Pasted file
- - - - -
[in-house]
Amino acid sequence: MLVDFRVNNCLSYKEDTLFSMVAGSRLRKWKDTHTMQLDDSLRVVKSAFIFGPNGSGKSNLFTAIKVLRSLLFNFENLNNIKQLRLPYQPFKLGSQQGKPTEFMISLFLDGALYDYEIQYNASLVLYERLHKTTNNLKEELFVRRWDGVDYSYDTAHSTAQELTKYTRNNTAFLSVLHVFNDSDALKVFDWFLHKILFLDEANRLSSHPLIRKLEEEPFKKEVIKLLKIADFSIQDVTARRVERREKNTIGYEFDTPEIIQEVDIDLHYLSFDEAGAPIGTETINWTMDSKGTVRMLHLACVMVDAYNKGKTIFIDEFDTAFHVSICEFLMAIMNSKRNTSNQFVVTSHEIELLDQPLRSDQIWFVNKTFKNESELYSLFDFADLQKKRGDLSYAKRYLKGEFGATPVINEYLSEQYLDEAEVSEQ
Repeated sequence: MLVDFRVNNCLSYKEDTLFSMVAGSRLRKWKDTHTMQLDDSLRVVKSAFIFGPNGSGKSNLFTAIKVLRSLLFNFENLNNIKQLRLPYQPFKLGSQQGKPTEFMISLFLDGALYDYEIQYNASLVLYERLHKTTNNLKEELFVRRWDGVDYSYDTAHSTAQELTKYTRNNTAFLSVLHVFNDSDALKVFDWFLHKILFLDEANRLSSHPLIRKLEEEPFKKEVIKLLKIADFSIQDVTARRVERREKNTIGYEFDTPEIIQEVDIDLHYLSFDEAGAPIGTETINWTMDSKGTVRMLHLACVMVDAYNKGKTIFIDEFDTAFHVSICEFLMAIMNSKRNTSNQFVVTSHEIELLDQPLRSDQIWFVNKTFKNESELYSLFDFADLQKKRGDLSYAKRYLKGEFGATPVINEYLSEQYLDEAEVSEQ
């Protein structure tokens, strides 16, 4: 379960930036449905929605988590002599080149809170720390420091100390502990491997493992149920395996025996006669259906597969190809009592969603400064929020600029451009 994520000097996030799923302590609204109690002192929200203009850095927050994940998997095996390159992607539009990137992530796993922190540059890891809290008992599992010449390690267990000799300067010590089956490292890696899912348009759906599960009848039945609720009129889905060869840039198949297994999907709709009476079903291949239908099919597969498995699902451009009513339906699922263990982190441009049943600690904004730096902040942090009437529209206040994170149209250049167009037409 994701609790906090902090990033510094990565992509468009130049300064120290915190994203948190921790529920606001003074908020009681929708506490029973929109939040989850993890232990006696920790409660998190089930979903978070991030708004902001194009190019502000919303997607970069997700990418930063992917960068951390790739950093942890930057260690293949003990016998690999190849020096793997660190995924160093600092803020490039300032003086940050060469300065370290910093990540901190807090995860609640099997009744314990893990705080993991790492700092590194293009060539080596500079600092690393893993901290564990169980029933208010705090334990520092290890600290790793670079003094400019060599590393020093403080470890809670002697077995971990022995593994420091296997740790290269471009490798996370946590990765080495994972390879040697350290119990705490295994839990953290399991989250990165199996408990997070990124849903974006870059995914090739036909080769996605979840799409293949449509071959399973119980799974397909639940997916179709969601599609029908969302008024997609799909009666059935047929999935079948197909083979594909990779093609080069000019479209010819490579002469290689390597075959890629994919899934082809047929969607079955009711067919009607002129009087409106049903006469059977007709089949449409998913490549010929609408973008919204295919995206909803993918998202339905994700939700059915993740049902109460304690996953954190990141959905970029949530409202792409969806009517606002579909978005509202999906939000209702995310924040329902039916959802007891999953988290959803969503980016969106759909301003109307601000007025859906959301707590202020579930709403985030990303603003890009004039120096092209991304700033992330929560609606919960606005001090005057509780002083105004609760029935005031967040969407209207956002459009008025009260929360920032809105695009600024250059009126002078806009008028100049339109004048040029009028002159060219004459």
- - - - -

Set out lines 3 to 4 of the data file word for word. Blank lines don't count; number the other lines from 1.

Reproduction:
Repeated sequence: MLVDFRVNNCLSYKEDTLFSMVAGSRLRKWKDTHTMQLDDSLRVVKSAFIFGPNGSGKSNLFTAIKVLRSLLFNFENLNNIKQLRLPYQPFKLGSQQGKPTEFMISLFLDGALYDYEIQYNASLVLYERLHKTTNNLKEELFVRRWDGVDYSYDTAHSTAQELTKYTRNNTAFLSVLHVFNDSDALKVFDWFLHKILFLDEANRLSSHPLIRKLEEEPFKKEVIKLLKIADFSIQDVTARRVERREKNTIGYEFDTPEIIQEVDIDLHYLSFDEAGAPIGTETINWTMDSKGTVRMLHLACVMVDAYNKGKTIFIDEFDTAFHVSICEFLMAIMNSKRNTSNQFVVTSHEIELLDQPLRSDQIWFVNKTFKNESELYSLFDFADLQKKRGDLSYAKRYLKGEFGATPVINEYLSEQYLDEAEVSEQ
């Protein structure tokens, strides 16, 4: 379960930036449905929605988590002599080149809170720390420091100390502990491997493992149920395996025996006669259906597969190809009592969603400064929020600029451009 994520000097996030799923302590609204109690002192929200203009850095927050994940998997095996390159992607539009990137992530796993922190540059890891809290008992599992010449390690267990000799300067010590089956490292890696899912348009759906599960009848039945609720009129889905060869840039198949297994999907709709009476079903291949239908099919597969498995699902451009009513339906699922263990982190441009049943600690904004730096902040942090009437529209206040994170149209250049167009037409 994701609790906090902090990033510094990565992509468009130049300064120290915190994203948190921790529920606001003074908020009681929708506490029973929109939040989850993890232990006696920790409660998190089930979903978070991030708004902001194009190019502000919303997607970069997700990418930063992917960068951390790739950093942890930057260690293949003990016998690999190849020096793997660190995924160093600092803020490039300032003086940050060469300065370290910093990540901190807090995860609640099997009744314990893990705080993991790492700092590194293009060539080596500079600092690393893993901290564990169980029933208010705090334990520092290890600290790793670079003094400019060599590393020093403080470890809670002697077995971990022995593994420091296997740790290269471009490798996370946590990765080495994972390879040697350290119990705490295994839990953290399991989250990165199996408990997070990124849903974006870059995914090739036909080769996605979840799409293949449509071959399973119980799974397909639940997916179709969601599609029908969302008024997609799909009666059935047929999935079948197909083979594909990779093609080069000019479209010819490579002469290689390597075959890629994919899934082809047929969607079955009711067919009607002129009087409106049903006469059977007709089949449409998913490549010929609408973008919204295919995206909803993918998202339905994700939700059915993740049902109460304690996953954190990141959905970029949530409202792409969806009517606002579909978005509202999906939000209702995310924040329902039916959802007891999953988290959803969503980016969106759909301003109307601000007025859906959301707590202020579930709403985030990303603003890009004039120096092209991304700033992330929560609606919960606005001090005057509780002083105004609760029935005031967040969407209207956002459009008025009260929360920032809105695009600024250059009126002078806009008028100049339109004048040029009028002159060219004459």